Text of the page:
Moldovan v. NYS Dep't of Transp.

CourtNew York Court of Claims
Writing for the CourtWalter Rivera, J.
Citation2022 NY Slip Op 22191
PartiesThomas V. Moldovan Claimant(s) v. NYS Department of Transportation (NYSDOT), Defendant(s)
Decision Date05 May 2022

2022 NY Slip Op 22191

Thomas V. Moldovan Claimant(s)
v.

NYS Department of Transportation (NYSDOT), Defendant(s)

Court of Claims

May 5, 2022


Claimant's attorney: THOMAS V. MOLDOVAN Pro Se

Defendant's attorney: HON. LETITIA JAMES Attorney General for the State of New York By: Suzette Corrine Merritt, Assistant Attorney General

Walter Rivera, J.

The following papers numbered 1-2 were read and considered by the Court on movant's late claim application:

Notice of Motion with Attachments 1

Affirmation in Opposition 2

Movant's Rebuttal to Affirmation in Opposition and Exhibits 3

Movant moves for permission to file and serve a late claim for property damage arising on June 15, 2021 when movant's vehicle hit a pothole on New York State Route 94 in Florida, New York. The proposed claim alleges that movant was driving his vehicle to work when he hit a deep, narrow pothole on the right side of the road, blowing out both of his right-sided tires and cracking both wheel rims. Defendant opposes the motion.

The Court of Claims is vested with broad discretion to grant or deny an application for permission to file a late claim (Matter of Gonzalez v State of New York, 299 A.D.2d 675 [3d Dept 2002]). In making a determination to grant or deny such an application, the Court must determine whether the claim would be timely under Article 2 of the CPLR and then consider certain statutory factors (Court of Claims Act § 10 [6]). These factors are: (1) whether the delay in filing the claim was excusable; (2) whether the state had notice of the essential facts constituting the claim; (3) whether the state had an opportunity to investigate the circumstances underlying the claim; (4) whether the state was substantially prejudiced; (5) whether the movant has any other available remedy; and (6) whether the claim appears to be meritorious (id.). The presence or absence of any one of said factors is not dispositive (Bay Terrace Coop. Section IV v New York State Employees' Retirement Sys. Policemen's and Firemen's Retirement Sys., 55 N.Y.2d 979 [1982]). However, the last factor is the most decisive inasmuch as it is futile to proceed with a meritless claim even if the other factors support the granting of the movant's application (Savino v State of New York, 199 A.D.2d 254 [2d Dept 1993]; Prusack v State of New York, 117 A.D.2d 729 [2d Dept 1986]).

Before addressing the six statutory factors, the Court must determine whether movant's alleged causes of action are timely under CPLR Article 2 (Court of Claims Act § 10 [6]). Claims for property damage are governed by a three year statute of limitations (CPLR 214). The instant claim accrued on June 15, 2021. As the instant motion was served upon the Office of the Attorney General on January 14, 2022 and filed with the Clerk of the Court on February 7, 2022, it is timely under CPLR Article 2.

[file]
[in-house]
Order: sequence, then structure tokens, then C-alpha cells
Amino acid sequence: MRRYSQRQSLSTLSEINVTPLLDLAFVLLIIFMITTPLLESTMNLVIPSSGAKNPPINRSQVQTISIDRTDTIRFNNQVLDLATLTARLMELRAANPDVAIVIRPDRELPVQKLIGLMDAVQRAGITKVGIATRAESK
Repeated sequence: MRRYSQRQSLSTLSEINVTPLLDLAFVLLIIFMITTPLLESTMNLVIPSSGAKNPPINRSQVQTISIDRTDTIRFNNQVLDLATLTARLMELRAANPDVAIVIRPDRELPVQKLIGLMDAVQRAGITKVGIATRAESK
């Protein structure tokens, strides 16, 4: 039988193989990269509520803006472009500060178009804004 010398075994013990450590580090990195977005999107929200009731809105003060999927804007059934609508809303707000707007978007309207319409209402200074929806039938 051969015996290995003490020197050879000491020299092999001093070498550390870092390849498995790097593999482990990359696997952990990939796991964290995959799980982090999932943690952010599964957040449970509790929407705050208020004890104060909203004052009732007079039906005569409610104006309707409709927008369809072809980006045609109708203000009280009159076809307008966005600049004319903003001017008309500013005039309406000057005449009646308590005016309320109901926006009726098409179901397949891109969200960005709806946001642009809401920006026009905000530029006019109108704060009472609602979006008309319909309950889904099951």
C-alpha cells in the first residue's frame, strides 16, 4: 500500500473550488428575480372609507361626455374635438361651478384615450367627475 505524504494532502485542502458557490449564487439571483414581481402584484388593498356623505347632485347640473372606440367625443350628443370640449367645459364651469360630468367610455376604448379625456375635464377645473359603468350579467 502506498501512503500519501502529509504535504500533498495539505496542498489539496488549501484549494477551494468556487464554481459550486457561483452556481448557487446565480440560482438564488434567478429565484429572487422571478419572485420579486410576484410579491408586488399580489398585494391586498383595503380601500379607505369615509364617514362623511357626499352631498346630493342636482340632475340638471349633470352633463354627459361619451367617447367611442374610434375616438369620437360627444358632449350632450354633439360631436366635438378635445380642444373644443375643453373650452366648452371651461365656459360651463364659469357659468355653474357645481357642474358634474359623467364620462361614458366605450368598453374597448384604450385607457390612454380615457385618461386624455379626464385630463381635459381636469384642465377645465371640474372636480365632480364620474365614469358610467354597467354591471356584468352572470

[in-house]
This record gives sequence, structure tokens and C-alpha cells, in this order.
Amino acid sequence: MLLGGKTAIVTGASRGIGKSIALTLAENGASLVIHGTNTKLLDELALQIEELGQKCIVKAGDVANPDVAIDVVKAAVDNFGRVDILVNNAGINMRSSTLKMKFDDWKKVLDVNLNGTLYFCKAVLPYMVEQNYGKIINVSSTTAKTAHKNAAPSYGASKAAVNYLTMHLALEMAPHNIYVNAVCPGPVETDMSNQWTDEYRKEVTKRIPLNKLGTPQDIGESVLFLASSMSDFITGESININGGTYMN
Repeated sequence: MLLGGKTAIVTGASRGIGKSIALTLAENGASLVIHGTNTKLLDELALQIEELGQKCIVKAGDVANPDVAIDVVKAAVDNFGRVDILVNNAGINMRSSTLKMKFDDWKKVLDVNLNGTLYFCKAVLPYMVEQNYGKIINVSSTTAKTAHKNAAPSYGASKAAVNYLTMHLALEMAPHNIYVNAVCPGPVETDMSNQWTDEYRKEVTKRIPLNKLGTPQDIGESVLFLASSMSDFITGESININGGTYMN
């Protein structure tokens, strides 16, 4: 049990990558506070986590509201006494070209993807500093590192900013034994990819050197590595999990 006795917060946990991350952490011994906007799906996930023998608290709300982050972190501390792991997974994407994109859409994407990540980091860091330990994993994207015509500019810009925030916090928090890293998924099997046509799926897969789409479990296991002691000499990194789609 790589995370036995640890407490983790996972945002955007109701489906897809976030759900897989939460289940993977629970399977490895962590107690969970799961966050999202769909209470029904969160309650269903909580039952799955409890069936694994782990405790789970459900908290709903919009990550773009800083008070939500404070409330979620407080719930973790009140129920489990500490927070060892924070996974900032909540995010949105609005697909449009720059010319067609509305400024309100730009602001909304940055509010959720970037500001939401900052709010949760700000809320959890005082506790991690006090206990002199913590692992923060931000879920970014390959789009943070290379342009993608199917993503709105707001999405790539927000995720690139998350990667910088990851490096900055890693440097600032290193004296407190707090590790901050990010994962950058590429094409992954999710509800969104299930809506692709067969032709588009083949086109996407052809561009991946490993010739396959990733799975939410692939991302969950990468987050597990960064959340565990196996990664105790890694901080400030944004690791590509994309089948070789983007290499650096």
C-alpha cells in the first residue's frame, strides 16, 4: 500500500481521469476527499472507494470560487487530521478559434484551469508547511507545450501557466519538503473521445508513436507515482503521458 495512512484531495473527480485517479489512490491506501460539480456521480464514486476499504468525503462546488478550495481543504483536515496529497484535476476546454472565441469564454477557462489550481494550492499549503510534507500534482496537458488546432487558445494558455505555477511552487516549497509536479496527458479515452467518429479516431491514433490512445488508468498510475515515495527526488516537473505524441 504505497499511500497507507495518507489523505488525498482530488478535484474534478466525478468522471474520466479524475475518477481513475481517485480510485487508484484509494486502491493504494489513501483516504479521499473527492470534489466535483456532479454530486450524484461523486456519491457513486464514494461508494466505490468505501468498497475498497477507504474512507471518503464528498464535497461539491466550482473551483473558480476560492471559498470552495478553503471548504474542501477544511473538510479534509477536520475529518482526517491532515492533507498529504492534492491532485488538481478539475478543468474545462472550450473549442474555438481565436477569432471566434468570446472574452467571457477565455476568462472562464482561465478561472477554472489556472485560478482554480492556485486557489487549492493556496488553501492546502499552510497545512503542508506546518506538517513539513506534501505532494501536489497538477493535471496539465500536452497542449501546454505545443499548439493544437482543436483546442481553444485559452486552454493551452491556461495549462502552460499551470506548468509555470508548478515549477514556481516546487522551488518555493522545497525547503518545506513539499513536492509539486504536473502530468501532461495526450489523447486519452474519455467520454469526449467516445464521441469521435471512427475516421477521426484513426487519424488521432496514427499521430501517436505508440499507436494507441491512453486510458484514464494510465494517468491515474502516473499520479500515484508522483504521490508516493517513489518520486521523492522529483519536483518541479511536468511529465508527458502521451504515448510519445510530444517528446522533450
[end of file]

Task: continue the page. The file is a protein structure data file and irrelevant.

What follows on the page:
Movant has not directly addressed any of the statutory factors set forth in Court of Claims Act § 10 (6). However, movant filed documents with his rebuttal that support his application. The State opposes the motion on grounds that: movant has failed to provide a reasonable excuse for the delay in filing the claim, the State will be prejudiced if the Court grants movant's motion, and the proposed claim lacks merit.

Turning then to the first factor in the Court's late claim analysis, the Court finds that movant has failed to establish that his delay in filing the claim is excusable. Although movant states that he initially filed a small claim in New Windsor Justice Court before being directed to file a claim in the Court of Claims, movant's failure to identify the proper forum to bring his claim is not an acceptable excuse for failing to timely file a claim (see Peterson v State of New York, 84 Misc.2d 296, 298 [Ct Cl 1975] [finding that the movant failed to proffer a reasonable excuse where he averred that he did not know in which forum to sue the State]). Therefore, this factor does not weigh in movant's favor.

The next three factors-whether the state had notice of the essential facts constituting the claim, whether the state had an opportunity to investigate the circumstances underlying the claim, and whether the state was substantially prejudiced-are interrelated and therefore frequently considered together. Movant does not address these...

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